Are biomass-degrading enzymes working maximally?

Biomass-degrading enzyme preparations must work to convert as much of the polysac­charides in the cell wall as possible to monomers. Currently, high loadings of cellulases are needed to reach 95% conversion of cellulose in pretreated biomass to sugars in 3-5 days using simultaneous saccharification and fermentation. Cellulase preparations are expensive in the biorefinery context for two reasons historically: 1) the source of the enzymes, usually Trichoderma reesei, was costly to grow and induce and 2) the specific performance (or activity) are low compared to other polysaccharide degrading enzymes.

However, a significant breakthrough in reducing the cost to produce and use T. reesei cellulases in the biorefinery was achieved by the DOE Office of the Biomass Program funded subcontracts awarded to Genencor International andNovozymes Biotech (2000-2005). Over the period of performance of these subcontracts, this cost was reduced about 10-fold from the starting cost of about $5 per gallon of ethanol produced. We note that only a small percentage of the final cost reduction came from actually improving enzyme structure/function. The question is often asked: Howlow-cost must cellulases be to enable a new biorefinery industry? One answer may be based in considering the current cost of starch-degrading enzymes, which are about $0.01-$0.05 per gallon of ethanol produced. New amylase and glucoamylase technology introduced in 2005 will further lower these costs. For cellulase costs to approach that of starch-degrading enzymes, we must focus on considering the resistance of cellulose in plant microfibrils to deconstruction.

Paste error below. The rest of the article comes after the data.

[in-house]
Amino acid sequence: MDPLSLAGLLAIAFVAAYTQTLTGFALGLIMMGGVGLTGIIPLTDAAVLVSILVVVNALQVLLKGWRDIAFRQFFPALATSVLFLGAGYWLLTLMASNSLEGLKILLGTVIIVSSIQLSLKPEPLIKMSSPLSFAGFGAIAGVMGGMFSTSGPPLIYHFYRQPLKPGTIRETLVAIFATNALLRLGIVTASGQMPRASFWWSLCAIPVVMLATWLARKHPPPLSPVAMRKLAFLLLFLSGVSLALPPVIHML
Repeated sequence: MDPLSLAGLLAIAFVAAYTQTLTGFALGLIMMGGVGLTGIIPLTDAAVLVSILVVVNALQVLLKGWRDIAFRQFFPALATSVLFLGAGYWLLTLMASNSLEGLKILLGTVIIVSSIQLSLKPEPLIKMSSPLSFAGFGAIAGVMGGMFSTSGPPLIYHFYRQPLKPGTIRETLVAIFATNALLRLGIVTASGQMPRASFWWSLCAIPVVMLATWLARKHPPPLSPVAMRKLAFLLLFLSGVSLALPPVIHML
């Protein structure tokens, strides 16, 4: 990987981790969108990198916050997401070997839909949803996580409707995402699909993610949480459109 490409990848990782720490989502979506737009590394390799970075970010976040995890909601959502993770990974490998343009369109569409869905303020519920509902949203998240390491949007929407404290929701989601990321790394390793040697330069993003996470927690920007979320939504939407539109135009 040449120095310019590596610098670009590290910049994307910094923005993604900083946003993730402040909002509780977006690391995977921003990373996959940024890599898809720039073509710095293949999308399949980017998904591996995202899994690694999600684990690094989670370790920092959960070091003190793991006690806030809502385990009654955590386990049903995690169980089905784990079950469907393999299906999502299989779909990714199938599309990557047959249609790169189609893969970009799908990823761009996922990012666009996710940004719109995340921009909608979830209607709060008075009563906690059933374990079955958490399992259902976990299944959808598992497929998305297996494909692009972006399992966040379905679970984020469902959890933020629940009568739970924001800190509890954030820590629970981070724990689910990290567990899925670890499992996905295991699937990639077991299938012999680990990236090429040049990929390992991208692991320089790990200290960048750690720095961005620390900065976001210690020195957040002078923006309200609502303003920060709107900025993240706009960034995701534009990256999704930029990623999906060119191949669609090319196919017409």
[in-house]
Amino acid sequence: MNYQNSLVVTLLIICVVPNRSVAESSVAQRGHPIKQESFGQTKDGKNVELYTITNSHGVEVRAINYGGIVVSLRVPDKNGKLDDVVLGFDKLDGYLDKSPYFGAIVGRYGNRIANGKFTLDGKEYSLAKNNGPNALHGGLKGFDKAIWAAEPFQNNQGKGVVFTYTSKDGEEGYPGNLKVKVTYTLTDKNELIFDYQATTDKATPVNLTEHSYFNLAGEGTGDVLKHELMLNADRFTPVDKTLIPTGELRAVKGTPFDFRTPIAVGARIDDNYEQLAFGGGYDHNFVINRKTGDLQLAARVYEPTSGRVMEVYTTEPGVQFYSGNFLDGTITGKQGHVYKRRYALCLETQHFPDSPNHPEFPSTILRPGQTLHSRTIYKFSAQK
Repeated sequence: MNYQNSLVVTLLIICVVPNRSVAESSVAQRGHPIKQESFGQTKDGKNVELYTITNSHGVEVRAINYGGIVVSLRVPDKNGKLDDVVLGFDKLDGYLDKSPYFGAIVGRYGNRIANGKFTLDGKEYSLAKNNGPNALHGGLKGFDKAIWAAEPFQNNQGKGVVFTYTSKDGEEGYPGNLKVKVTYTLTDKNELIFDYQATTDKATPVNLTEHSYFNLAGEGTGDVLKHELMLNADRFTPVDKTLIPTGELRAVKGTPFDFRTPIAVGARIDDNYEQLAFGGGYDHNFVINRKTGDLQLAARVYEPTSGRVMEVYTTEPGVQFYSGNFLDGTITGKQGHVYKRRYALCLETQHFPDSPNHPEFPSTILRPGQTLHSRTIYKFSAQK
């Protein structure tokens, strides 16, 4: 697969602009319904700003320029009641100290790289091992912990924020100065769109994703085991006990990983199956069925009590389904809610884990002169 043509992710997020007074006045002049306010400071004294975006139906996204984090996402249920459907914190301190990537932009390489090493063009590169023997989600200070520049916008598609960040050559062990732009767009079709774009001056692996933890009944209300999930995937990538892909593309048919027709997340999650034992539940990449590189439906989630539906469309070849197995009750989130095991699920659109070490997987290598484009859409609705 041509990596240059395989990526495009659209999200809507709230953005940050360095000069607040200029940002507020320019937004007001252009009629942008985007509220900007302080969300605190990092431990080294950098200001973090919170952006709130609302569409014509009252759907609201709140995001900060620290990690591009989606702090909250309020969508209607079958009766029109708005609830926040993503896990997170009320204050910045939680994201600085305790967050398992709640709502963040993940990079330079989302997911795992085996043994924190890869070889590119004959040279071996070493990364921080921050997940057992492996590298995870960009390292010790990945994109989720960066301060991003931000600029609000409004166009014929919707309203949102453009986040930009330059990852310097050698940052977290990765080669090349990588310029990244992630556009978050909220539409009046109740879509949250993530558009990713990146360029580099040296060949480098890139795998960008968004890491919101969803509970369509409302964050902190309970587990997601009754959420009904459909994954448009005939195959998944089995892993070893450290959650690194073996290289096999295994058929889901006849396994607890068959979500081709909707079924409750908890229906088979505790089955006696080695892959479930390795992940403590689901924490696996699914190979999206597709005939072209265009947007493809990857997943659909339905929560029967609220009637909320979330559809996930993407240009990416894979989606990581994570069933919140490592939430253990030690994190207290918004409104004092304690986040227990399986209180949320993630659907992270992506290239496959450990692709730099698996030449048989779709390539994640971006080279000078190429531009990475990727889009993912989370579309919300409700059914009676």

A deep understanding of the structure/function principles governing cell wall polysaccha — ridase action is critical. The study of cellulase action is especially challenging, considering that these enzymes function to first decrystallize cellodextrins and then hydrolyze the extracted chains to cellobiose and glucose. This process is not currently understood at the kinetic or thermodynamic level. Fundamental questions exist on the limits of enzyme activity and the action of soluble enzymes or enzyme aggregates on insoluble polymeric substrates in aqueous environments. It is possible, for example, that enzymes acting on microcrystalline cellulose are already working at the maximal rate!

The areas of poor scientific understanding presented above have clearly deterred past re­search programs aiming to reduce cellulase cost by improving performance. To summarize, the task of improving the specific activity of cellulases is complicated by our poor under­standing of 1) cellulase natural diversity, 2) cellulase active-site architecture, 3) cellulase processivity, 4) cellulose decrystallization, and 5) the cellulose structure in plants.